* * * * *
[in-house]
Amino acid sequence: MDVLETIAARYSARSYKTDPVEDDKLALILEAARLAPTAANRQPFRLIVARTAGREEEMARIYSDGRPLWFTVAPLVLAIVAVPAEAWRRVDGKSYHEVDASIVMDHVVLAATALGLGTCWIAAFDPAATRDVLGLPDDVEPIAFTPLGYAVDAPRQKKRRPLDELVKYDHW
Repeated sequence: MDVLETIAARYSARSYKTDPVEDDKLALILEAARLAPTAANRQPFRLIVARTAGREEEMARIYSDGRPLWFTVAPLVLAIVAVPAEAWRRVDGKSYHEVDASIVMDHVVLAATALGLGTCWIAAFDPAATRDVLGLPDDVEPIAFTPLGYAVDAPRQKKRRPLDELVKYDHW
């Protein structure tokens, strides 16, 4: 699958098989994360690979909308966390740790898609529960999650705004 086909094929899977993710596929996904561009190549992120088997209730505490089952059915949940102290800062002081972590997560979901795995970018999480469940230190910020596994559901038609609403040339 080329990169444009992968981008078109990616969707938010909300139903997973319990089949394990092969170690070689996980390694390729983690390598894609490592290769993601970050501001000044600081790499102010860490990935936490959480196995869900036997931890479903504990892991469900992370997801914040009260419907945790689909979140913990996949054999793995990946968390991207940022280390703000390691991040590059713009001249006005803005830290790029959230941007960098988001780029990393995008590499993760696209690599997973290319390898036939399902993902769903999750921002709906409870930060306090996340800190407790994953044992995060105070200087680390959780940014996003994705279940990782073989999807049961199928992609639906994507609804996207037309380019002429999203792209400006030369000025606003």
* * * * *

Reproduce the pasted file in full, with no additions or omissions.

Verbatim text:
[in-house]
Amino acid sequence: MDVLETIAARYSARSYKTDPVEDDKLALILEAARLAPTAANRQPFRLIVARTAGREEEMARIYSDGRPLWFTVAPLVLAIVAVPAEAWRRVDGKSYHEVDASIVMDHVVLAATALGLGTCWIAAFDPAATRDVLGLPDDVEPIAFTPLGYAVDAPRQKKRRPLDELVKYDHW
Repeated sequence: MDVLETIAARYSARSYKTDPVEDDKLALILEAARLAPTAANRQPFRLIVARTAGREEEMARIYSDGRPLWFTVAPLVLAIVAVPAEAWRRVDGKSYHEVDASIVMDHVVLAATALGLGTCWIAAFDPAATRDVLGLPDDVEPIAFTPLGYAVDAPRQKKRRPLDELVKYDHW
């Protein structure tokens, strides 16, 4: 699958098989994360690979909308966390740790898609529960999650705004 086909094929899977993710596929996904561009190549992120088997209730505490089952059915949940102290800062002081972590997560979901795995970018999480469940230190910020596994559901038609609403040339 080329990169444009992968981008078109990616969707938010909300139903997973319990089949394990092969170690070689996980390694390729983690390598894609490592290769993601970050501001000044600081790499102010860490990935936490959480196995869900036997931890479903504990892991469900992370997801914040009260419907945790689909979140913990996949054999793995990946968390991207940022280390703000390691991040590059713009001249006005803005830290790029959230941007960098988001780029990393995008590499993760696209690599997973290319390898036939399902993902769903999750921002709906409870930060306090996340800190407790994953044992995060105070200087680390959780940014996003994705279940990782073989999807049961199928992609639906994507609804996207037309380019002429999203792209400006030369000025606003």